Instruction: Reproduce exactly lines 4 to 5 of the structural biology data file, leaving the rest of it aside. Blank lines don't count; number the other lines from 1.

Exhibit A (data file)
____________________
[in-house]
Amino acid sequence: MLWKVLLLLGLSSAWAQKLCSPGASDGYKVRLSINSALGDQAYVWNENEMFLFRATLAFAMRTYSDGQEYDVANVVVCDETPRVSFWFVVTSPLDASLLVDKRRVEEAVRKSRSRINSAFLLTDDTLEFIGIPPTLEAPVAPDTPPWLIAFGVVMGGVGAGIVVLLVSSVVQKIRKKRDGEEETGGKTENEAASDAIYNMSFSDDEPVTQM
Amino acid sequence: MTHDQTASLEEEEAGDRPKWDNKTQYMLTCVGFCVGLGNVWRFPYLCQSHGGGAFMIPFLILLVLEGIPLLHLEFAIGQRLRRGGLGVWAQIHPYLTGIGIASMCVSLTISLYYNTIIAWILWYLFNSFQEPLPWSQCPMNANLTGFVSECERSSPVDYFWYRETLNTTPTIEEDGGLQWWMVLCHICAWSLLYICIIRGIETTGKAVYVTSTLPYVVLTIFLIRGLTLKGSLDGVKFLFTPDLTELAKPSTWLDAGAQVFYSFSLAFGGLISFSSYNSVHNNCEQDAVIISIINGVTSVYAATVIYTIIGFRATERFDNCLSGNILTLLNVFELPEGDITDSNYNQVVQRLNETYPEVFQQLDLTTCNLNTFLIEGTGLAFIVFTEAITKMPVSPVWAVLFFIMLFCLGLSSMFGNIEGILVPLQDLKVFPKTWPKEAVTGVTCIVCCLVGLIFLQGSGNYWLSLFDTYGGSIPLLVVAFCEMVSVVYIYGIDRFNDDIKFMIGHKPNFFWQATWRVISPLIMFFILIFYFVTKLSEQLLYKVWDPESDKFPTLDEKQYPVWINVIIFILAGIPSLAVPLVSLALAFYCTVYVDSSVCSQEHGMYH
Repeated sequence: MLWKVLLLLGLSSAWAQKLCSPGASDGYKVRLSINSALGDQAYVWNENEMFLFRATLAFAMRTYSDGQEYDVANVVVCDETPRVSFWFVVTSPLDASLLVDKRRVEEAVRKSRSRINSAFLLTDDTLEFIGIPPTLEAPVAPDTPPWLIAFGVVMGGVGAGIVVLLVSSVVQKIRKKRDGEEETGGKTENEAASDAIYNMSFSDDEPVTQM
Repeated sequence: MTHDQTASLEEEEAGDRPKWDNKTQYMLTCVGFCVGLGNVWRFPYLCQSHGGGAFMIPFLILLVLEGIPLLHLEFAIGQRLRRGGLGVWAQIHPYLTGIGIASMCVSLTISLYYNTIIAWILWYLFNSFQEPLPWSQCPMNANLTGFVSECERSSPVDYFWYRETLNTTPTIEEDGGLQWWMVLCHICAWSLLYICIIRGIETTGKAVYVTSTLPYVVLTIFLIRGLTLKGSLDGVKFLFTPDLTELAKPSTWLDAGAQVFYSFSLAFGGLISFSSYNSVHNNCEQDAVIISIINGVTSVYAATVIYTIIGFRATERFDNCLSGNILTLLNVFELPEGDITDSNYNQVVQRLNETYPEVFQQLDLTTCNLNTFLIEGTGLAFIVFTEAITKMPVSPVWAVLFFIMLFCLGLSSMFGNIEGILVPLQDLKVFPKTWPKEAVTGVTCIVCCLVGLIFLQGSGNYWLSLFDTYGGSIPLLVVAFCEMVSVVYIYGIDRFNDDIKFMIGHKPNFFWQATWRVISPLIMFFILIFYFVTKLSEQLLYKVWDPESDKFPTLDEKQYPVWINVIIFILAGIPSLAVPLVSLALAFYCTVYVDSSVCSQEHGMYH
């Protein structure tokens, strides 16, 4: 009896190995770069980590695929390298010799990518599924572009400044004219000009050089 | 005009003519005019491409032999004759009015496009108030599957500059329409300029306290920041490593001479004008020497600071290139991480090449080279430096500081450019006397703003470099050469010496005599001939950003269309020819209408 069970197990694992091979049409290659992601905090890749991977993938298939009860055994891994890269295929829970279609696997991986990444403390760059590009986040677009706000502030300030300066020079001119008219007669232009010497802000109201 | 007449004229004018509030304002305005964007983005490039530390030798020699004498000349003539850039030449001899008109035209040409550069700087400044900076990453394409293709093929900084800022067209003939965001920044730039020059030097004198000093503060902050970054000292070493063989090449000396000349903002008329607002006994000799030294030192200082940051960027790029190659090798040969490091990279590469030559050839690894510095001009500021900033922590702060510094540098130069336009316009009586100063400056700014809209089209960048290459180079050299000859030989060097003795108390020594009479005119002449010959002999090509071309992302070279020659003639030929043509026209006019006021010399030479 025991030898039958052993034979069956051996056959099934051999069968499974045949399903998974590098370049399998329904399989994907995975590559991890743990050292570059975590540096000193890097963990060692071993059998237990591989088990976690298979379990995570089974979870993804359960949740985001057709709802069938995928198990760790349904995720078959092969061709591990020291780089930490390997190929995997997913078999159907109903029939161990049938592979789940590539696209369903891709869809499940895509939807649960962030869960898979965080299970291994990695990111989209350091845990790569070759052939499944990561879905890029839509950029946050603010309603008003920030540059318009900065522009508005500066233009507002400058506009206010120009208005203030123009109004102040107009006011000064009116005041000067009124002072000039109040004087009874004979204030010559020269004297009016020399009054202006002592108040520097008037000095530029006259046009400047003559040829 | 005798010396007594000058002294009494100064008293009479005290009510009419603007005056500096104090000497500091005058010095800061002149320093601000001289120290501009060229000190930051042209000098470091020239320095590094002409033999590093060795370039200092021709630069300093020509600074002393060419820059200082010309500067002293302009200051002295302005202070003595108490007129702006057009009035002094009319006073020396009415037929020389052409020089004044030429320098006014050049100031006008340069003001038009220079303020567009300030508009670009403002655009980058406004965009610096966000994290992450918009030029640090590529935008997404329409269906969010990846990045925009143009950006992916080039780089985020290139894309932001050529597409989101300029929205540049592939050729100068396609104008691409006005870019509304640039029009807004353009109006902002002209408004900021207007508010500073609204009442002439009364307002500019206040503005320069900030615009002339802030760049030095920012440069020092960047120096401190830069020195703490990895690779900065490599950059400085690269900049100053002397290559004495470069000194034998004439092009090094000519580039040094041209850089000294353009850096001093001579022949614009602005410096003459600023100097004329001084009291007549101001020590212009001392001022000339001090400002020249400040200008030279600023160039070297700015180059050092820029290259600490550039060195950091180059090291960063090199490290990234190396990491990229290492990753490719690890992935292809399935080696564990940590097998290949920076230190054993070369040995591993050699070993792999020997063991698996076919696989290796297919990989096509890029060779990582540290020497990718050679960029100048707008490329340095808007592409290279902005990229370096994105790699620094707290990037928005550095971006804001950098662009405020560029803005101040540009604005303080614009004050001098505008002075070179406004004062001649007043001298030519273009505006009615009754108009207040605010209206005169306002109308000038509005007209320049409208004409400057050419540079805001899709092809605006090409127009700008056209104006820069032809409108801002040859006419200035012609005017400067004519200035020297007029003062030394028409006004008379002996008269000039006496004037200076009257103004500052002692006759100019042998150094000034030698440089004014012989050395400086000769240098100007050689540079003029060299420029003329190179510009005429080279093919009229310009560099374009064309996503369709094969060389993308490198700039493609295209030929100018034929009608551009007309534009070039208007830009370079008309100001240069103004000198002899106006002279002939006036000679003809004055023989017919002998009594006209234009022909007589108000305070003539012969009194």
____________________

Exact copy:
Repeated sequence: MLWKVLLLLGLSSAWAQKLCSPGASDGYKVRLSINSALGDQAYVWNENEMFLFRATLAFAMRTYSDGQEYDVANVVVCDETPRVSFWFVVTSPLDASLLVDKRRVEEAVRKSRSRINSAFLLTDDTLEFIGIPPTLEAPVAPDTPPWLIAFGVVMGGVGAGIVVLLVSSVVQKIRKKRDGEEETGGKTENEAASDAIYNMSFSDDEPVTQM
Repeated sequence: MTHDQTASLEEEEAGDRPKWDNKTQYMLTCVGFCVGLGNVWRFPYLCQSHGGGAFMIPFLILLVLEGIPLLHLEFAIGQRLRRGGLGVWAQIHPYLTGIGIASMCVSLTISLYYNTIIAWILWYLFNSFQEPLPWSQCPMNANLTGFVSECERSSPVDYFWYRETLNTTPTIEEDGGLQWWMVLCHICAWSLLYICIIRGIETTGKAVYVTSTLPYVVLTIFLIRGLTLKGSLDGVKFLFTPDLTELAKPSTWLDAGAQVFYSFSLAFGGLISFSSYNSVHNNCEQDAVIISIINGVTSVYAATVIYTIIGFRATERFDNCLSGNILTLLNVFELPEGDITDSNYNQVVQRLNETYPEVFQQLDLTTCNLNTFLIEGTGLAFIVFTEAITKMPVSPVWAVLFFIMLFCLGLSSMFGNIEGILVPLQDLKVFPKTWPKEAVTGVTCIVCCLVGLIFLQGSGNYWLSLFDTYGGSIPLLVVAFCEMVSVVYIYGIDRFNDDIKFMIGHKPNFFWQATWRVISPLIMFFILIFYFVTKLSEQLLYKVWDPESDKFPTLDEKQYPVWINVIIFILAGIPSLAVPLVSLALAFYCTVYVDSSVCSQEHGMYH